A six-week progressive neuromuscular training program is associated with significant improvement in single-leg balance on unstable surfaces in female high school basketball players, according to research from Bellarmine University in Louisville, KY. Continue reading

February 2015

Baseball players maintain improved balance 6 months after UCL surgery

Improved balance in baseball players who have had Tommy John surgery is maintained after their release from physical therapy, according to research from Fort Worth, TX.

By Jordana Bieze Foster

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February 2015

Heel pain gains: Studies support multimodal treatment

Multimodal physical therapy is associated with significant symptom relief in patients with plantar heel pain, but may be most effective for those with symptoms lasting fewer than seven months, according to research presented in February at the annual… Continue reading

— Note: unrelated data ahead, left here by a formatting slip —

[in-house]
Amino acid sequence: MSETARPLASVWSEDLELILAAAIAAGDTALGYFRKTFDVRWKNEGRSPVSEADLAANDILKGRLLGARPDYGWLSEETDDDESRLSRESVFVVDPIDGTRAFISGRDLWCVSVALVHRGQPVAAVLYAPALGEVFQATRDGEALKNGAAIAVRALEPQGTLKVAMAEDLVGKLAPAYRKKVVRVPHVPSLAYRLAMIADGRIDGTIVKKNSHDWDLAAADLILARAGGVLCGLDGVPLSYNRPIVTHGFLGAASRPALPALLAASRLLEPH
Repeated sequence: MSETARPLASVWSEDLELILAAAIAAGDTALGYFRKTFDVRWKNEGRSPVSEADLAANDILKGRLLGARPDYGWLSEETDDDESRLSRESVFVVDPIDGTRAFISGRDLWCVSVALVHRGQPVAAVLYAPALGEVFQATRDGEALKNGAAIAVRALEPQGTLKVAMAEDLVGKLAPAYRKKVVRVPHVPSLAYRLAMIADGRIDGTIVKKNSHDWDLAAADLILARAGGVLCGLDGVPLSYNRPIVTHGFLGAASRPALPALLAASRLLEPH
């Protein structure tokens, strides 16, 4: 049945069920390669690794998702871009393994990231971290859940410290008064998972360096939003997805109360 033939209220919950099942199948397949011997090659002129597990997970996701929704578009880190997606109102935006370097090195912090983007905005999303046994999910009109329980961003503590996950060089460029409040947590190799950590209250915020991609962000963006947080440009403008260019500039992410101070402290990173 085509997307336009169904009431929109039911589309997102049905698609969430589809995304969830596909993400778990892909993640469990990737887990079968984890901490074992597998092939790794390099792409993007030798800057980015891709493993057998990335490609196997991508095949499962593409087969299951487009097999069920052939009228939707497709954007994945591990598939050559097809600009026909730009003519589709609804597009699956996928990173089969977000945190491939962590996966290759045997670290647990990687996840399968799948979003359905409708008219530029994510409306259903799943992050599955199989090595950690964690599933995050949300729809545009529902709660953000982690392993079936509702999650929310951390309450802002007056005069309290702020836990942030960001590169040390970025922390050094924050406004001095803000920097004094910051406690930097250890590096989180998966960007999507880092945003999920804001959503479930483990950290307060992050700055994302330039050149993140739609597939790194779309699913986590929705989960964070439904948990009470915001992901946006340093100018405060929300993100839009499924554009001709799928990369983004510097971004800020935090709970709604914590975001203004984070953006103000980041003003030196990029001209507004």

February 2015

Reason for benefits of balance training eludes ankle instability investigators

Eight pathological factors do not explain the self-reported improvements in perceived disability associated with balance training for functional ankle instability (FAI), according to research from the University of Kansas Medical Center in Kansas City. Continue reading

February 2015

Progressive strengthening improves function after total knee arthroplasty

Patients who do progressive strengthening exercises after total knee arthroplasty (TKA) are significantly more likely than those who do conventional rehabilitation to have normal-range functional outcomes at one year, according to research from the University of Delaware. Continue reading

January 2015

Breaking bad: Ankle fracture study highlights mortality

Is ankle fracture in the elderly the new hip fracture? Hip fractures in older adults have often been linked to high mortality rates, and a recent study suggests the same may be true of ankle fractures, given that some of the same variables are at play. Continue reading

January 2015

Home-based walking program boosts mobility but does not alter rate of falls